Magnet Students Win Prizes at Montgomery County Science Fair

by Jacob Hurwitz '10 and Sophia Deng '10

The 54th Annual Montgomery County Science Fair was held March 20 at the University of Maryland's Reckord Armory. The fair, run by ScienceMONTGOMERY, saw a record-breaking number of participants this year, including 21 Blair students (18 seniors and three underclassmen), all of them from the Magnet Program. this was a large increase from 2009, when 14 Blair students entered.

The Magnet seniors entered their Senior Research Projects. Since students create posters as part of the SRP class, entering the fair was a simple matter of filling out some additional paperwork. Unfortunately, this paperwork still deterred most of the 90 seniors who conducted SRPs. Ms. Duval is working with the current juniors to help them complete the science fair paperwork earlier in the SRP process. Hopefully, the Blair Magnet will have even more entrants in next year's science fair.

Science fair judges awarded prizes to students in twelve categories: Behavioral and Social Sciences, Biochemistry, Biology, Chemistry, Computer Science, Earth and Space Science, Engineering, Environmental Sciences, Mathematics, Medicine and Health, Microbiology and Physics. Of the twelve first place category winners, five were picked to represent the Montgomery County Science Fair at the 2010 Intel International Science and Engineering Fair (ISEF) in San Jose, California May 9 - 14. Two of the projects moving on to ISEF are from Blair, and another Blair student was selected as an alternate for ISEF.

Jacob Hurwitz courtesy of Silverchips
Senior Jacob Hurwitz is moving on in the ISEF competition with his math project, "Decycling Densities of Tessellations," which also named him Siemens' Semi-Finalist and first place at the Greater Washington Region's Junior Science and Humanities Symposia (JSHS) competition. Senior Jennifer Wang and her partner Grace Young won with their group project in physics, "Validation of Parabolic Ion Trap Geometries for Application within Quantum Computing," for which they were named Siemens' Finalists earlier in the year.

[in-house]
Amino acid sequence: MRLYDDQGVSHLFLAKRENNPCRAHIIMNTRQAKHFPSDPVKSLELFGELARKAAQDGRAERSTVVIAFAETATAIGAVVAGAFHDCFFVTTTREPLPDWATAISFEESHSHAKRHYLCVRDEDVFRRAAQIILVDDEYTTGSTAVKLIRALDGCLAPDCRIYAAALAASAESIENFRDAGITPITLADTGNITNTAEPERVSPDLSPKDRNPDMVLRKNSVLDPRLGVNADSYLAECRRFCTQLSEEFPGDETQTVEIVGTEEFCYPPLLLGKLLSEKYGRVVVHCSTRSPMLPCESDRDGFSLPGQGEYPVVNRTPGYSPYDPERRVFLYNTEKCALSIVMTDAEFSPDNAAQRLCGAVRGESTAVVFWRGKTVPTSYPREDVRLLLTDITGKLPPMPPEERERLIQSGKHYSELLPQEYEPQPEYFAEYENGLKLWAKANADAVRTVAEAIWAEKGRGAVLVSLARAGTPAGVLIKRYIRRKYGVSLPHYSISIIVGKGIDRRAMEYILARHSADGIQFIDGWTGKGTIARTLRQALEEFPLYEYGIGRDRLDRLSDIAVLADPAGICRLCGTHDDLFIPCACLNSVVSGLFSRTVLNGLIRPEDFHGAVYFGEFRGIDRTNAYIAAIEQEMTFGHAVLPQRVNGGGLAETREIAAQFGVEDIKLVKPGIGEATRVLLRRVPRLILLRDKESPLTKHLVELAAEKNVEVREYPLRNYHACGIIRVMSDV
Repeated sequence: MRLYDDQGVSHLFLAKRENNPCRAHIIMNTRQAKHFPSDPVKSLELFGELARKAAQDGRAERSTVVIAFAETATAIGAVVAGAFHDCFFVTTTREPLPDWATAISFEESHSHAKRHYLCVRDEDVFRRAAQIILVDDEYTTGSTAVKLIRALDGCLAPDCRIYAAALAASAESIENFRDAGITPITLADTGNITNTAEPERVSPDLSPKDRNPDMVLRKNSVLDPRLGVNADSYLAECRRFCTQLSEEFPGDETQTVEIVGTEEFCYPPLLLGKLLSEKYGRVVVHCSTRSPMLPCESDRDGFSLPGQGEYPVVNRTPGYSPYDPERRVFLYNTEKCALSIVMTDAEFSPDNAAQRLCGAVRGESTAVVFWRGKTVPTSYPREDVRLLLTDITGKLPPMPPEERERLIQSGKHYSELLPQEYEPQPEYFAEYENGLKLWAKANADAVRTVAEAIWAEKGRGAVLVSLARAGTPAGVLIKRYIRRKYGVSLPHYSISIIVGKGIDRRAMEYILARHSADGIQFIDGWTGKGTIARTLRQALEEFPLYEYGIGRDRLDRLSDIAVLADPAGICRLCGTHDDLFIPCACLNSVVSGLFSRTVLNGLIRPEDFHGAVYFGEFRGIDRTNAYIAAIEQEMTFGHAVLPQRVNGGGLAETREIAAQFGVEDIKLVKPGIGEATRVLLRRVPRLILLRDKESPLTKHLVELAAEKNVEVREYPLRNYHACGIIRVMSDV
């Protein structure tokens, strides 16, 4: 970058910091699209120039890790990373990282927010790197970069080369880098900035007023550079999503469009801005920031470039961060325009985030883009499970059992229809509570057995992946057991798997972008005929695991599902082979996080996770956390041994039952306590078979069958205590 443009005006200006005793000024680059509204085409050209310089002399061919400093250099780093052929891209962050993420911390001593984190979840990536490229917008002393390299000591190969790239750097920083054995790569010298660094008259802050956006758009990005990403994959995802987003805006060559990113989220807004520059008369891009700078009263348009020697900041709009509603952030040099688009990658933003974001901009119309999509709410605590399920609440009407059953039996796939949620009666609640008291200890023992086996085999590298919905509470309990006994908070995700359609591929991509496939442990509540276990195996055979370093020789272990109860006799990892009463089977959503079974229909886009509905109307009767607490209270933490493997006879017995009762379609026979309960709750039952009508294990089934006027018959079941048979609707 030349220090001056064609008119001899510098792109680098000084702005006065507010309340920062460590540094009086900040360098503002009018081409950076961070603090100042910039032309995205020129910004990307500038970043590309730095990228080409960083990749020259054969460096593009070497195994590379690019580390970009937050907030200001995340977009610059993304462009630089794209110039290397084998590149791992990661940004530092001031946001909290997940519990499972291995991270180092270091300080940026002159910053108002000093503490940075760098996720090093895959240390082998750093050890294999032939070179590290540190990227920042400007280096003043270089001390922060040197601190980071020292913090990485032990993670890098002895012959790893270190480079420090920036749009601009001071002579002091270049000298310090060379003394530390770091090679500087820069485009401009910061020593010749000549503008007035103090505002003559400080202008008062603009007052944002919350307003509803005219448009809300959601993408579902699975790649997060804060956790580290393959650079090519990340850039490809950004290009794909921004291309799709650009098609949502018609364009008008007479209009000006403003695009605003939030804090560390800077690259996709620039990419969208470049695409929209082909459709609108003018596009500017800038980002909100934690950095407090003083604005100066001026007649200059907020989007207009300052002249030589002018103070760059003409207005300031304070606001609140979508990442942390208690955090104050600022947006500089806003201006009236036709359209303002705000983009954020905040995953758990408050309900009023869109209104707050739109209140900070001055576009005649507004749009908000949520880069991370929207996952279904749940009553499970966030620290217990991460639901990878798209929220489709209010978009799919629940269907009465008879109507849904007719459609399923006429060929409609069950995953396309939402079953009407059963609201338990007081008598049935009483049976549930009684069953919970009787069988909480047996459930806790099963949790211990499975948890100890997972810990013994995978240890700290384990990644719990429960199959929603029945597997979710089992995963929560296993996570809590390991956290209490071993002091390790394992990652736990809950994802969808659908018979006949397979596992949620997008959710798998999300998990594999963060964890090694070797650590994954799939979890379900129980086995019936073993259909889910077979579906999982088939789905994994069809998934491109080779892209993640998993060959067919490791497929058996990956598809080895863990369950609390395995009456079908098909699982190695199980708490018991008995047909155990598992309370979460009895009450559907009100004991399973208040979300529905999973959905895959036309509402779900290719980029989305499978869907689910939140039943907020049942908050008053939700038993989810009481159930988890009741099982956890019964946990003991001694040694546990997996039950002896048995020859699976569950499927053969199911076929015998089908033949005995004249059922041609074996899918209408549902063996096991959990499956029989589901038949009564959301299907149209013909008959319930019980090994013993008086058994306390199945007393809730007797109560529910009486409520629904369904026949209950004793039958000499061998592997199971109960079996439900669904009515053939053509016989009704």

Wang looks forward to the competition in May, although it will take place during AP exams. "I'm pretty excited for ISEF," she said. She believes that her project did particularly well at the fair because of its ingenuity and collaborative spirit. "I heard that what made our project stand out was that first, we did our project using everyday materials. The primary component of our project, the parabolic reflectors, came out of everyday flashlights we found sitting in the lab," Wang said. "And second, the judges were really impressed that Grace and I worked well together despite having not known each other before the summer started."

Hurwitz explained to Silverchips that the first-place finishers in each category are evaluated to select those who will advance to the May competition. "You're first judged by a panel of judges knowledgeable about your category who score all projects in the category," he said. "Then, a special set of judges visits the first-place project in each of the 12 categories to determine the top projects overall."  He was ecstatic when officials announced that his mathematics project would be judged at the May competition. "I honestly didn't expect to win," he said. "When they called my name at the Sunday awards ceremony, I was paralyzed in shock for a brief moment."

Senior Jeremy "Ozzie" Fallick was named the second runner-up, making him the second alternate to the ISEF competition. He conducted a computer science project entitled "Development of a Computational Model for Ancient Western Warfare." Fallick believes that he answered the judges' questions seamlessly. "I felt really confident about my project, because all the components were my doing, and I was lucky enough to leave without having been stumped once!" Fallick also notes that the independence and creativity of his project were major factors in his success.  "I think it helped me a great deal that my project was unique (computer science-history combos aren't that common) and that I did all the work on all parts of my project; the judges seemed impressed that I wrote all the code myself."

Monetary prizes are awarded to the first, second, and third place winners in each category. Furthermore, approximately fifty community organizations awarded even more prizes to students, ranging from cash awards to banquet invitations to paid internships. (A full list of awards is available online: http://sciencemontgomery.org/File/2010awards.pdf) In total, Blair students won more than $3,000 for their research.

The Blair winners from this year's fair are:
  • Jennifer Wang '10 and Grace Young (junior from The Potomac School) for their physics project "Validation Of Parabolic Ion Trap Geometries For Application Within Quantum Computing"